I am looking to create a gemstone tree as a gift for someone. I think I have a good game plan ready as they do not seem too complicated, but based on the tree I already have and how I would like to design it, I don't know what steps to take.

The below image has an example of what I am looking for. The tree is made of wire, but something coats the main trunk of the tree as well as the roots, giving it a more grounded design.

Gemstone Tree Exampl,e

How should I go about doing something like this? I was thinking some form of modeling clay, but I have doubts on if it would work how I want it to. The tree I own is similar to the reference image, with the trunk being smooth and almost resin like to the touch.

  • Not really an answer, because it's not what your reference image looks like, but my niece has a gemstone/bead tree where the trunk is just the copper wires twisted together.
    – Martha
    Dec 11, 2022 at 17:42
  • @Martha Yeah, that is what is gonna be under the trunk. The function would be the same as the one that your niece has, it is just something else pasted on top of the wire.
    – The Man
    Dec 18, 2022 at 23:44

3 Answers 3


From the looks of your example image, it could be an acrylic paste or gel. Acrylics are cheap, very easy to work with, come in all colors and bond well enough with metal. One advantage is that acrylic gels or pastes stay flexible after drying, so you can still adjust the trunk slightly.


It looks to me like something that flows, probably from being warm, though there are epoxies that would flow just the right amount before setting.

The less-than-glossy finish looks almost like hot glue to me, and that's available in black. Hot glue is slightly soft at room temperature, and dents with a fingernail (though you probably can't try that test). It would be easy to test on scrap materials, which would be a good idea as it's not easy to sculpt with. Rewarming might have been used too, either with an oven or a hot air gun (or possibly even both, using the oven to soften it all and the hot air to melt it locally.

You can buy black epoxy, or black dye for clear epoxy. Most epoxies designed to be a visible finish are very glossy, runny, and set rather slowly. You probably want one with a setting time of a few minutes (but not the 1 minute epoxy glues, they're usually too runny). So this could be a black epoxy glue (example). Warmer ambient temperatures speed up setting but also make it flow more. When I've used epoxy to coat things with vertical surfaces, I've had to scoop some up at the bottom and move it to the top, early in the setting time. This makes it hard to the quantity right, and you have to stop while it's still runny enough to flow smoothly. Epoxy can't be melted to smooth, once set; any smoothing has to be mechanical and that's not going to work here. Again, test on scrap materials.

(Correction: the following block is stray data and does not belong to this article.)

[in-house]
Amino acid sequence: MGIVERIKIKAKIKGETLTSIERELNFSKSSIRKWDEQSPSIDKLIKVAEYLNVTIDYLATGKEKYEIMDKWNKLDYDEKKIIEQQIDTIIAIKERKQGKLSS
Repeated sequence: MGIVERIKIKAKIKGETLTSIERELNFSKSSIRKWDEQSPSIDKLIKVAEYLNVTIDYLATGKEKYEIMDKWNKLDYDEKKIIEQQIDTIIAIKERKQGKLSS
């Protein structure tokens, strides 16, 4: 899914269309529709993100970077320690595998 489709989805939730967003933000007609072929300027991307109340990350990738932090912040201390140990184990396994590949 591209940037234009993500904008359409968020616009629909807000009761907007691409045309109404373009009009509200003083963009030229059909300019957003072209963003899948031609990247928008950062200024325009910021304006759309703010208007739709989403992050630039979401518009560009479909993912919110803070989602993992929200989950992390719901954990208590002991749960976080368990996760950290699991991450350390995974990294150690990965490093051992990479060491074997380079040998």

The coating is clearly quite a variable thickness, as we can see the shape of the twisted wires in the trunk, but see a thicker layer on the base. That could have been done in 2 layers. In this case it looks like a similar material has been used to even out the underside of the base. If you do this, be sure to use a jig to hold the tree steady as you cast the bottom.

  • 2
    Just to add an observation, even in the upper, vertical part of the trunk where you can see more texture of the wires, there's thick coverage and much of it is smooth. That suggests that there is a lot of wire in the trunk and it's pretty solid, creating plenty of surface for the resin to stick to. The smoothness of the surface and the shape of the flows suggests that the resin was pretty viscous. It didn't flow like water, it slowly flowed where there was wire. It slumped and flattened a bit, before hardening, but the shape and surface doesn't look like someone scooped up excess flow.
    – fixer1234
    Dec 7, 2022 at 19:29
  • This would be a lot easier to control with something meltable, like hot melt glue, than with epoxy.
    – fixer1234
    Dec 7, 2022 at 19:30
  • @fixer1234 I think you're right on both accounts, but there seems to be more flow on the base
    – Chris H
    Dec 7, 2022 at 20:43

If I were asked to replicate that design I would use copper wire to form an armature, and air dry clay to give it body. To give it that smooth effect I would either use melted wax or UV pouring resin, with a high gloss varnish over the final paint.

  • I think that would give a nicer result as well, as you can sculpt it more to your liking and add more detail and maybe some texture. Just beware that it has to be air-drying clay, as I'm not sure it's good to put the entire thing in the oven :)
    – Joachim
    Jan 13 at 20:09

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